Conduct Case MPCC‑2016‑039 Summary

The complainant attended a Military Police Unit in November 2015 to report that she had been a victim of harassment while she was a reservist. During a voluntary interview, the complainant verbally provided a number of examples of alleged harassment and furnished a number of documents intended to support her allegations.

In response, the Military Police (MP) advised her that her complaint of harassment did not fit within the Military Police mandate to investigate and so her file would be closed. She replied that the conduct complained of did fall within the Code of Service Discipline, set out in Part III of the National Defence Act (NDA). She was provided with the option of contacting the Canadian Armed Forces Ombudsman or the Human Rights Commission.

The complainant then sent an email to the Military Police Complaints Commission (Commission) asking why the Military Police were not investigating her allegations of harassment. In her email, she cited the definition of harassment in section 264 of the Criminal Code. The Commission referred the complaint to the Canadian Forces Provost Marshal (CFPM) for an initial review and disposition. The Professional Standards (PS) office of the CFPM informed the complainant that it had consulted on the definition of criminal harassment in the Criminal Code as well as other definitions of harassment. It told the complainant that the substance of her complaint did not meet the definition of criminal harassment as that offence is set out in section 264 of the Criminal Code. It further informed the complainant that the actions of Military Police members were proper. PS suggested other possible avenues the complainant could pursue with her harassment complaint, such as a Canadian Armed Forces (CAF) Harassment Investigation, the CAF/Department of National Defence (DND) Ombudsman or making a human rights complaint. PS then cited section 250.28(2)(c) of the National Defence Act in saying that no further investigation into the matter was required.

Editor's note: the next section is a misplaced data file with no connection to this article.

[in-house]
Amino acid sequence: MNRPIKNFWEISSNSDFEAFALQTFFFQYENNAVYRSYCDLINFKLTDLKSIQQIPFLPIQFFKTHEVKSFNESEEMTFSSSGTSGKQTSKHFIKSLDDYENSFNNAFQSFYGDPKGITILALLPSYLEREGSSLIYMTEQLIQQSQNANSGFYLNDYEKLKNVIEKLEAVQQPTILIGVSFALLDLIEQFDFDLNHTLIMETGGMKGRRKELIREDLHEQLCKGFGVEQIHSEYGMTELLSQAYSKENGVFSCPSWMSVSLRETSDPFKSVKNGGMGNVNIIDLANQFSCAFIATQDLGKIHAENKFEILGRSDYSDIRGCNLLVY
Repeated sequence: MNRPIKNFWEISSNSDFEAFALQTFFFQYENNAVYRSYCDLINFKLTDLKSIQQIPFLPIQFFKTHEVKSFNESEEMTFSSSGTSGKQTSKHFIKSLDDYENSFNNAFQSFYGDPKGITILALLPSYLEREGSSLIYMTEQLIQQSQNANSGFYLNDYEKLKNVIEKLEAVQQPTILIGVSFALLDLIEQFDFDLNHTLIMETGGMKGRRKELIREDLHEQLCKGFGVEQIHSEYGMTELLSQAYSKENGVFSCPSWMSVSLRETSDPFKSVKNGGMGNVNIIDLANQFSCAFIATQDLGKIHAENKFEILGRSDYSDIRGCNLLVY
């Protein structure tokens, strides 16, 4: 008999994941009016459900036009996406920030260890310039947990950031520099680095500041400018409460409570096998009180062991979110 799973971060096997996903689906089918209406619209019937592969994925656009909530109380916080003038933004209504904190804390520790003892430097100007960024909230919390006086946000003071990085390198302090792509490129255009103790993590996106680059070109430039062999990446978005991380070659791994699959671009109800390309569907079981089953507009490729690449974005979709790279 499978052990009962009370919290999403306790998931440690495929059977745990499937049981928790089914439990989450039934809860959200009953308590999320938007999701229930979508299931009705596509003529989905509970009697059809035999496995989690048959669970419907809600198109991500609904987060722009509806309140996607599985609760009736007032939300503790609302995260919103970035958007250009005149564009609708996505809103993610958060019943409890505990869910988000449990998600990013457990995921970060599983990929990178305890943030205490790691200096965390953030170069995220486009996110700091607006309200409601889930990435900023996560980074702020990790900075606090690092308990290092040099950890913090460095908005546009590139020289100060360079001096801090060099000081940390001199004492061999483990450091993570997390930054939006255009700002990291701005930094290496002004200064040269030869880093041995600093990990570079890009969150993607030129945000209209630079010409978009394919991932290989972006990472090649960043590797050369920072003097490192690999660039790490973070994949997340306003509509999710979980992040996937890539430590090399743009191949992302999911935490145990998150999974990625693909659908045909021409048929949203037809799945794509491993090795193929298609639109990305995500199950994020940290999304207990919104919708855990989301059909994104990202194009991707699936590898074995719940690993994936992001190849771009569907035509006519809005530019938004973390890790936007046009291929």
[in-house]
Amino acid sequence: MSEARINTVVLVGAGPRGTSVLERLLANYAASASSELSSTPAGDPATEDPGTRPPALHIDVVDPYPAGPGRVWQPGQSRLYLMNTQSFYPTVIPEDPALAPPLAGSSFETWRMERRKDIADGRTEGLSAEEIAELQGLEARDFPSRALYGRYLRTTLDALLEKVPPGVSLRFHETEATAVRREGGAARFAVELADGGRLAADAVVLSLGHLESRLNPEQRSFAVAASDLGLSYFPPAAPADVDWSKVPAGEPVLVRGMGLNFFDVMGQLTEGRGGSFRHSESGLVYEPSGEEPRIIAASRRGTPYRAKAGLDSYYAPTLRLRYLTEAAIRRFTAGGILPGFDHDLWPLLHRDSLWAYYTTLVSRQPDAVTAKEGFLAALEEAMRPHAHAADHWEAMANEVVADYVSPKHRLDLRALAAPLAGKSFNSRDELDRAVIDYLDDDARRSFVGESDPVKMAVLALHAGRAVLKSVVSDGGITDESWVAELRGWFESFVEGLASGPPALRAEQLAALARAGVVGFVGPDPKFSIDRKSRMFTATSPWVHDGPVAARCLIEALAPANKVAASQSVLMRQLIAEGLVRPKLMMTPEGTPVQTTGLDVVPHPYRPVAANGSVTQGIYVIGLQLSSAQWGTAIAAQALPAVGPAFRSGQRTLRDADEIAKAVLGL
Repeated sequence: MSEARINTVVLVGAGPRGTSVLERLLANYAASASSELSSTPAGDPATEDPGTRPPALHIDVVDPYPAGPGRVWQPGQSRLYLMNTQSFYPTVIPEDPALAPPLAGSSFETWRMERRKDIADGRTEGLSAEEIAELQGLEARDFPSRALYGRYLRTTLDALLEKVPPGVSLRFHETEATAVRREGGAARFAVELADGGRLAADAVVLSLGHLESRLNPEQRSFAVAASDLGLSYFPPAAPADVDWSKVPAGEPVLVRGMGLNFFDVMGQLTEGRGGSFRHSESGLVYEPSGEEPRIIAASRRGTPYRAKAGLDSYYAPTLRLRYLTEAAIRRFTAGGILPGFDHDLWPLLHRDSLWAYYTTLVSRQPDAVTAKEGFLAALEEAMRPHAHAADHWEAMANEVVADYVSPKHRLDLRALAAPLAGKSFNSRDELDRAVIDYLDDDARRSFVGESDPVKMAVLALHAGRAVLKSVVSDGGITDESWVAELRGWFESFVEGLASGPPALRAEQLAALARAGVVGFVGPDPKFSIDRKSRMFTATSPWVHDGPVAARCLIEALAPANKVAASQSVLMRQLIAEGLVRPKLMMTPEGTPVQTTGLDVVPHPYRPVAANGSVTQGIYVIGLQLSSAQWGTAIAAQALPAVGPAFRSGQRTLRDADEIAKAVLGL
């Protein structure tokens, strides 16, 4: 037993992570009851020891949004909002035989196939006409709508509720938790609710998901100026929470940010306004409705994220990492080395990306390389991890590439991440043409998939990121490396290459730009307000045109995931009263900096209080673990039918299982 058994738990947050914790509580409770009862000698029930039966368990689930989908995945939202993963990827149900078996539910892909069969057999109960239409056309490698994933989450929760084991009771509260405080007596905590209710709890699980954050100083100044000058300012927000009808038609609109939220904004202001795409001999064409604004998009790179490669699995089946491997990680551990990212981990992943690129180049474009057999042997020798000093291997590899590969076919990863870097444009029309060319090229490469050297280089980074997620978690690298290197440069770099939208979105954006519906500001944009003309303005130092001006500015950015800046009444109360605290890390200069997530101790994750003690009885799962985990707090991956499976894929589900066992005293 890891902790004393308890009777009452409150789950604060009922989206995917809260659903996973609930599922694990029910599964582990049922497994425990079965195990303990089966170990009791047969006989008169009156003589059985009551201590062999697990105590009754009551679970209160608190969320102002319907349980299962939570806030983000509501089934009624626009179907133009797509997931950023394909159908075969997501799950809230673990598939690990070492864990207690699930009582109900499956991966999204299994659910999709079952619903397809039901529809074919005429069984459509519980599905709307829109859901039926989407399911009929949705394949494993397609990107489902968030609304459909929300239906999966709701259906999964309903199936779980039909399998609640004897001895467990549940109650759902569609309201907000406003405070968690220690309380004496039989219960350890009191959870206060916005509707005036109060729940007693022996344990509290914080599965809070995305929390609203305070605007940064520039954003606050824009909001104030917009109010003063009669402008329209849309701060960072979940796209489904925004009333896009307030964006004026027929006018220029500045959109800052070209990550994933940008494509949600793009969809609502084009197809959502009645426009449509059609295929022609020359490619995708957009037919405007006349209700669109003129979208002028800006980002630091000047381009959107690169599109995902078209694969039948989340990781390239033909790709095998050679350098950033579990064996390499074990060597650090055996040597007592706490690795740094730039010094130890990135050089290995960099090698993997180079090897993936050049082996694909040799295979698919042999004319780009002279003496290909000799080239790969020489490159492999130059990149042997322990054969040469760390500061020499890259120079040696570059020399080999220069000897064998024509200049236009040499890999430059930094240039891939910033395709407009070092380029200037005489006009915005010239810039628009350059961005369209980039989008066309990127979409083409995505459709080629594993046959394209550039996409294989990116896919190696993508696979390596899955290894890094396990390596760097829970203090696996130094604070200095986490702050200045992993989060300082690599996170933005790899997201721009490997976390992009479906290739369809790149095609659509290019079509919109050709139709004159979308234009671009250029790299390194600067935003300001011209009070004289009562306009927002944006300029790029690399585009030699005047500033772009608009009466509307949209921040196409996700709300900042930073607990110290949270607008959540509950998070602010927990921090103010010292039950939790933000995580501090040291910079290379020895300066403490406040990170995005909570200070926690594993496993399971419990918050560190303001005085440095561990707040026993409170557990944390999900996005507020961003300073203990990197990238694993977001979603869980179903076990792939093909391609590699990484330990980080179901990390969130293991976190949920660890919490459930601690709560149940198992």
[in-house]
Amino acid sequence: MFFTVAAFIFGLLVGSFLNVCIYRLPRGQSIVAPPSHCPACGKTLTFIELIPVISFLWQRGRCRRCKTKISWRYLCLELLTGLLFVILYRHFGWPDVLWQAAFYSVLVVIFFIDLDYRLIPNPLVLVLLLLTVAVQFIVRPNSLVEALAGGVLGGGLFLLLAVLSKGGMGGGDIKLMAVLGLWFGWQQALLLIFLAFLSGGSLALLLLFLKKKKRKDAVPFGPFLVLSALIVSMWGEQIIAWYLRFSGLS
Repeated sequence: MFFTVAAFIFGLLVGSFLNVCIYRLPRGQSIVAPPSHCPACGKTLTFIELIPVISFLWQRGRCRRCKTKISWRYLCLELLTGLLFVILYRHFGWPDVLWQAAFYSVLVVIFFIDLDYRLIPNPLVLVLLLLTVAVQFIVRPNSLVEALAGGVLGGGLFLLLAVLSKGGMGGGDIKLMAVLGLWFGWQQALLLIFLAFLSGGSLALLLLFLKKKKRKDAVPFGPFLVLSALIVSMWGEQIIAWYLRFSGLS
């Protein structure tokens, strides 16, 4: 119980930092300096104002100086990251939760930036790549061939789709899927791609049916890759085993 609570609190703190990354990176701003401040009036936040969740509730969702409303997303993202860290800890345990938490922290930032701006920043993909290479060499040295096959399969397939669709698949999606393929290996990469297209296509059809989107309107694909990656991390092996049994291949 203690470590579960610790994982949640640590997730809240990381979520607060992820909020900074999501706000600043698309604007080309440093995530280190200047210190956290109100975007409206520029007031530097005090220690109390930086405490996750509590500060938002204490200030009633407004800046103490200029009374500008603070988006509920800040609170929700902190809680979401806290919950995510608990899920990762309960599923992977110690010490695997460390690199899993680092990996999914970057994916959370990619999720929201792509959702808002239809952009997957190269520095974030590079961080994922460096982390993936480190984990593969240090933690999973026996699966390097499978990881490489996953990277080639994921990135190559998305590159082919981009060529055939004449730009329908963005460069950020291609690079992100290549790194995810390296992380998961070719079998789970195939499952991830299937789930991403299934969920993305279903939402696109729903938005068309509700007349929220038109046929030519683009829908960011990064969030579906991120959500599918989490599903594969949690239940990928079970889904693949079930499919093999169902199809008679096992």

The complainant then referred her complaint to the Commission for review. The Commission identified three subjects in the conduct complaint and two allegations. One allegation is that an individual Military Police member failed to investigate the complainant’s allegations of criminal harassment and applicable Code of Service Discipline offences. The other allegation is that the Military Police member’s chain of command failed to order that an investigation be conducted into the complainant’s allegations of criminal harassment and applicable Code of Service Discipline offences.

Upon receipt of the complainant’s request for review, the Commission requested disclosure of all relevant Military Police file materials from the CFPM. Following an initial assessment of the complaint, the assigned investigator conducted a detailed review of the materials received from the CFPM, in order to assess whether the Commission needed to take additional investigative steps.

Having reviewed the Commission’s independent Investigative Assessment, as well as the MP and PS file materials – including the material provided to the MP and PS by the complainant – the Chairperson of the Commission determined that no additional investigation was required in order to dispose of the complaint. She did, however, request that research be conducted on whether allegations of workplace harassment could result in Code of Service Discipline charges being laid.

Following a review of the research, the Commission found that this complaint could not be sustained for two main reasons. One was that the conduct complained of, even if every allegation were taken to be true, did not rise to the level of criminal harassment as set out in the Criminal Code. The other reason was that the allegations so lacked in consistency and particulars that not even a lesser standard of harassment could be met. The reasonableness of the decision not to pursue this matter criminally was bolstered by the fact that numerous possible administrative remedies were readily available. The Commission has made one recommendation, namely that Military Police members set out fully and clearly the reasons why they have exercised their discretion to investigate a matter or decided not to do so.

In response to the Commission’s Report, the CFPM accepted the Military Police Complaints Commission of Canada’s (MPCC) findings, and accepted in part the MPCC’s recommendation, stating that while he agreed with the Commission that direction regarding the documenting of investigative discretion is required, since the original investigation that led to this complaint was concluded, a new Canadian Forces Military Police Group Order has already been put into effect which addresses the concerns raised by the Commission.

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